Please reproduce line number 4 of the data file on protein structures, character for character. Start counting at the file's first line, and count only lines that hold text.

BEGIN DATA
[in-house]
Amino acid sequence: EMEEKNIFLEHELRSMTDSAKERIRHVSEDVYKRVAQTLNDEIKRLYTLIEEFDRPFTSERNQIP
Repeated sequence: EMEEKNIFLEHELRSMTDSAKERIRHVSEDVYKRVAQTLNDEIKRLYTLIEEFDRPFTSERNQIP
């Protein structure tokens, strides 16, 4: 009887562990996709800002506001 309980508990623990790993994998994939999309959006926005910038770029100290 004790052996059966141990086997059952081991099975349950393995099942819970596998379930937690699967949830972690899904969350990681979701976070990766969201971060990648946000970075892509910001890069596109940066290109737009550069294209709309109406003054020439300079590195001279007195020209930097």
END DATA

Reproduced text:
């Protein structure tokens, strides 16, 4: 009887562990996709800002506001 309980508990623990790993994998994939999309959006926005910038770029100290 004790052996059966141990086997059952081991099975349950393995099942819970596998379930937690699967949830972690899904969350990681979701976070990766969201971060990648946000970075892509910001890069596109940066290109737009550069294209709309109406003054020439300079590195001279007195020209930097």